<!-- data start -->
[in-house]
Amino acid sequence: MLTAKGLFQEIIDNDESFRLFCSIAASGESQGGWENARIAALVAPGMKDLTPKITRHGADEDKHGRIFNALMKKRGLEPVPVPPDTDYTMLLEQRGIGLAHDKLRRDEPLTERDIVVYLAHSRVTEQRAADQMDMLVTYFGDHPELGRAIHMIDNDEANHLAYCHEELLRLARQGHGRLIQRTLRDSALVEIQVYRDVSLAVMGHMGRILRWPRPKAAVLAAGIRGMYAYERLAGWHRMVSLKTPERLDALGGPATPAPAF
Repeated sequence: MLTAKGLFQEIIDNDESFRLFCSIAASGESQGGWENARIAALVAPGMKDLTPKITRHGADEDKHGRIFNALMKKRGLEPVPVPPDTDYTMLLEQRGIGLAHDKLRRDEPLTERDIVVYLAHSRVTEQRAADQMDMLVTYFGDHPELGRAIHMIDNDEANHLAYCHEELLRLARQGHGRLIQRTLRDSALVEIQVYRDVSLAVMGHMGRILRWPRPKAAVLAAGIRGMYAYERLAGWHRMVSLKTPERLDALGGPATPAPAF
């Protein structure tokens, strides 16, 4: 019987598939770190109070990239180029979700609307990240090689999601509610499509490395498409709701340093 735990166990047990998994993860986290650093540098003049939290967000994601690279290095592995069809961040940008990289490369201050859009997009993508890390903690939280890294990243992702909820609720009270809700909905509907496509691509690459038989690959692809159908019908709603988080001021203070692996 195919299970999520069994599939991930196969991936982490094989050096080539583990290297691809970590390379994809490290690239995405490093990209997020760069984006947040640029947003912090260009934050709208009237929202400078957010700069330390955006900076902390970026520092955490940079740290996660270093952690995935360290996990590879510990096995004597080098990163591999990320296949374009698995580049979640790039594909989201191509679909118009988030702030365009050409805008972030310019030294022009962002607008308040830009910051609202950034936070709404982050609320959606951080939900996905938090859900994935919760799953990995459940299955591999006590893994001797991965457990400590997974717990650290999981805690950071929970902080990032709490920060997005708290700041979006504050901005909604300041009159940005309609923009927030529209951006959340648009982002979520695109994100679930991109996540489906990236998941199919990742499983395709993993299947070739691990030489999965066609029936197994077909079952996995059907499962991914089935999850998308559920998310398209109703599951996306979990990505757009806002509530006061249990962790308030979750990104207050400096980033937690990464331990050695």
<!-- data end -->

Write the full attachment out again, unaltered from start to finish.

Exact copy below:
[in-house]
Amino acid sequence: MLTAKGLFQEIIDNDESFRLFCSIAASGESQGGWENARIAALVAPGMKDLTPKITRHGADEDKHGRIFNALMKKRGLEPVPVPPDTDYTMLLEQRGIGLAHDKLRRDEPLTERDIVVYLAHSRVTEQRAADQMDMLVTYFGDHPELGRAIHMIDNDEANHLAYCHEELLRLARQGHGRLIQRTLRDSALVEIQVYRDVSLAVMGHMGRILRWPRPKAAVLAAGIRGMYAYERLAGWHRMVSLKTPERLDALGGPATPAPAF
Repeated sequence: MLTAKGLFQEIIDNDESFRLFCSIAASGESQGGWENARIAALVAPGMKDLTPKITRHGADEDKHGRIFNALMKKRGLEPVPVPPDTDYTMLLEQRGIGLAHDKLRRDEPLTERDIVVYLAHSRVTEQRAADQMDMLVTYFGDHPELGRAIHMIDNDEANHLAYCHEELLRLARQGHGRLIQRTLRDSALVEIQVYRDVSLAVMGHMGRILRWPRPKAAVLAAGIRGMYAYERLAGWHRMVSLKTPERLDALGGPATPAPAF
């Protein structure tokens, strides 16, 4: 019987598939770190109070990239180029979700609307990240090689999601509610499509490395498409709701340093 735990166990047990998994993860986290650093540098003049939290967000994601690279290095592995069809961040940008990289490369201050859009997009993508890390903690939280890294990243992702909820609720009270809700909905509907496509691509690459038989690959692809159908019908709603988080001021203070692996 195919299970999520069994599939991930196969991936982490094989050096080539583990290297691809970590390379994809490290690239995405490093990209997020760069984006947040640029947003912090260009934050709208009237929202400078957010700069330390955006900076902390970026520092955490940079740290996660270093952690995935360290996990590879510990096995004597080098990163591999990320296949374009698995580049979640790039594909989201191509679909118009988030702030365009050409805008972030310019030294022009962002607008308040830009910051609202950034936070709404982050609320959606951080939900996905938090859900994935919760799953990995459940299955591999006590893994001797991965457990400590997974717990650290999981805690950071929970902080990032709490920060997005708290700041979006504050901005909604300041009159940005309609923009927030529209951006959340648009982002979520695109994100679930991109996540489906990236998941199919990742499983395709993993299947070739691990030489999965066609029936197994077909079952996995059907499962991914089935999850998308559920998310398209109703599951996306979990990505757009806002509530006061249990962790308030979750990104207050400096980033937690990464331990050695």